Though more than three quarters of Earth is covered by water, it has become one of our most precious resources. Ninety-seven percent of the planet’s water is sea water, rich in salt and inadequate for most uses. The world’s water supply requires practical methods - through chemistry - for proper treatment.
To help students understand why water can’t be taken for granted, the Global Water Experiment encourages students to test water where they live and share results with other students around the world. Students learn about sustainable water management and the role that chemistry plays in purifying water for consumption. Results are showcased on an interactive global data map throughout the experiment, which runs through 2011.
Supported by the Dow Chemical Company, the Global Water Experiment (http://water.chemistry2011.org/web/iyc) is just one of many activities getting students excited about chemistry in 2011, which the United Nations has designated the International Year of Chemistry (IYC). Teachers and students are encouraged to learn more about IYC (http://www.dow.com/about/iyc/).
SEED (Schlumberger Excellence in Educational Development) is a volunteer-based, nonprofit education program that empowers Schlumberger employee volunteers and educators to share their passion for learning and science with students aged 10 to 18. The SEED “learning while doing” methodology draws on the technology and science expertise of volunteers to engage students in global issues such as water, energy, and climate change.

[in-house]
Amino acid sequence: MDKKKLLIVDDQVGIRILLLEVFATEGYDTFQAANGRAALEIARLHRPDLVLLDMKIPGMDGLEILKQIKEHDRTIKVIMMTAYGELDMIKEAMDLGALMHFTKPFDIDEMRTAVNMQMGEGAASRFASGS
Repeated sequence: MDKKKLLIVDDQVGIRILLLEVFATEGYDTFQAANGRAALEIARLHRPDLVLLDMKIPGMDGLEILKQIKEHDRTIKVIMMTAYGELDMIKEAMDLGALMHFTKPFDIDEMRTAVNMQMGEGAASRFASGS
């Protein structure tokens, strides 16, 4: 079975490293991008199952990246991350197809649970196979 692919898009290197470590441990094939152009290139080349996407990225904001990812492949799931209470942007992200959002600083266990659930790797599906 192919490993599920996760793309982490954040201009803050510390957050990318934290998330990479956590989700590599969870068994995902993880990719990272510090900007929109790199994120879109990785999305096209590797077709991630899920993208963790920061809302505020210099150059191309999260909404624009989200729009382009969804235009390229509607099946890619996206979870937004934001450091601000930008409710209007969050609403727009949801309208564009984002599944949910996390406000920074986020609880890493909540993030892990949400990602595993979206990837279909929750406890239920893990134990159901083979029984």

SEED’s School Network Program invites qualified underserved schools to apply for grants that provide various resources, typically including funding for computer hardware and software, and Internet connectivity. Educational programs offer students and educators in SEED network schools hands-on workshops and online activities and projects using a project-based approach.
The Online Science Center provides educational resources and opportunities to learners and educators in seven languages: Arabic, Chinese, English, French, Portuguese, Russian, and Spanish. Learning materials include ready-to-go SEED experiments, activities, and articles from the Online Science Center. Find out more at https://www.planetseed.com.
The New Mexico Bureau of Geology and Mineral Resources’ Spring 2011 Lite Geology publication explores the theme of “magnification” and includes several features of special interest to teachers, including a classroom lesson on the magnification of sands, and a gallery of images from various types of microscopes (http://geoinfo.nmt.edu/publications/periodicals/litegeology/current.html).
The publication is always available online (http://geoinfo.nmt.edu/publications/periodicals/litegeology). Lite Geology also can be found through the Earth Science Week homepage (http://www.earthsciweek.org) under “What’s New.”
Concerned about the heartbeat of Earth science education in your area? Check “The Pulse of Earth Science Education,” a regularly updated database tracking Earth science trends nationwide. For each state, AGI provides the most recent available data on:
* teacher certification requirements and numbers teaching related subjects
* relevant courses that middle and high school students must take
* K-12 enrollment levels in Earth science and related subjects